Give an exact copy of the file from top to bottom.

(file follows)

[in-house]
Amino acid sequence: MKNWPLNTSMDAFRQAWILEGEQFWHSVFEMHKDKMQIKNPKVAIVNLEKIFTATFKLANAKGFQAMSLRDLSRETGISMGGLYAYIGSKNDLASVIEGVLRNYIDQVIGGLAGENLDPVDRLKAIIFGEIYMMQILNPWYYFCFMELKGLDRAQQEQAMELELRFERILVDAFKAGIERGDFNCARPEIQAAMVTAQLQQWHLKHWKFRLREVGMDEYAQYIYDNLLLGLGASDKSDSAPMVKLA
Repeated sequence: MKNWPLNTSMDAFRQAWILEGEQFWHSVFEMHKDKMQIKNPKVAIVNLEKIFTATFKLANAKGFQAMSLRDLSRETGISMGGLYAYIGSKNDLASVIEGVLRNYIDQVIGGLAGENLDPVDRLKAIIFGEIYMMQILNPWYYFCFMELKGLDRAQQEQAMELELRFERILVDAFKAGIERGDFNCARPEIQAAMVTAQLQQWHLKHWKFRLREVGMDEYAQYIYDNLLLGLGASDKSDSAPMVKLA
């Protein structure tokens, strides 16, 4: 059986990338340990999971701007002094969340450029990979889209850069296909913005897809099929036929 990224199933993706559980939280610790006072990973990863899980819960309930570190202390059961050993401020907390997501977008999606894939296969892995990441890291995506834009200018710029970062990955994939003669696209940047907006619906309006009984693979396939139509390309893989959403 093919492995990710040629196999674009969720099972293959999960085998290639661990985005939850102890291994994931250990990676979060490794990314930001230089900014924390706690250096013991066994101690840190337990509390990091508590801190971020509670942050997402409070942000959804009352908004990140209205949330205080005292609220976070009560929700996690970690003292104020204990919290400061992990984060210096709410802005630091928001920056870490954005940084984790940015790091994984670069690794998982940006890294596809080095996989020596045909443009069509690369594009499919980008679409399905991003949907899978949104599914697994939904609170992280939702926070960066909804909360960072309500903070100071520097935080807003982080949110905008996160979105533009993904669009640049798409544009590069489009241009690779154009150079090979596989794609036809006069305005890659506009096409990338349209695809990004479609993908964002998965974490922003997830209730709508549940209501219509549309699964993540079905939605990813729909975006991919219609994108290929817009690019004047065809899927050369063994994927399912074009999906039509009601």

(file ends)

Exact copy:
[in-house]
Amino acid sequence: MKNWPLNTSMDAFRQAWILEGEQFWHSVFEMHKDKMQIKNPKVAIVNLEKIFTATFKLANAKGFQAMSLRDLSRETGISMGGLYAYIGSKNDLASVIEGVLRNYIDQVIGGLAGENLDPVDRLKAIIFGEIYMMQILNPWYYFCFMELKGLDRAQQEQAMELELRFERILVDAFKAGIERGDFNCARPEIQAAMVTAQLQQWHLKHWKFRLREVGMDEYAQYIYDNLLLGLGASDKSDSAPMVKLA
Repeated sequence: MKNWPLNTSMDAFRQAWILEGEQFWHSVFEMHKDKMQIKNPKVAIVNLEKIFTATFKLANAKGFQAMSLRDLSRETGISMGGLYAYIGSKNDLASVIEGVLRNYIDQVIGGLAGENLDPVDRLKAIIFGEIYMMQILNPWYYFCFMELKGLDRAQQEQAMELELRFERILVDAFKAGIERGDFNCARPEIQAAMVTAQLQQWHLKHWKFRLREVGMDEYAQYIYDNLLLGLGASDKSDSAPMVKLA
């Protein structure tokens, strides 16, 4: 059986990338340990999971701007002094969340450029990979889209850069296909913005897809099929036929 990224199933993706559980939280610790006072990973990863899980819960309930570190202390059961050993401020907390997501977008999606894939296969892995990441890291995506834009200018710029970062990955994939003669696209940047907006619906309006009984693979396939139509390309893989959403 093919492995990710040629196999674009969720099972293959999960085998290639661990985005939850102890291994994931250990990676979060490794990314930001230089900014924390706690250096013991066994101690840190337990509390990091508590801190971020509670942050997402409070942000959804009352908004990140209205949330205080005292609220976070009560929700996690970690003292104020204990919290400061992990984060210096709410802005630091928001920056870490954005940084984790940015790091994984670069690794998982940006890294596809080095996989020596045909443009069509690369594009499919980008679409399905991003949907899978949104599914697994939904609170992280939702926070960066909804909360960072309500903070100071520097935080807003982080949110905008996160979105533009993904669009640049798409544009590069489009241009690779154009150079090979596989794609036809006069305005890659506009096409990338349209695809990004479609993908964002998965974490922003997830209730709508549940209501219509549309699964993540079905939605990813729909975006991919219609994108290929817009690019004047065809899927050369063994994927399912074009999906039509009601």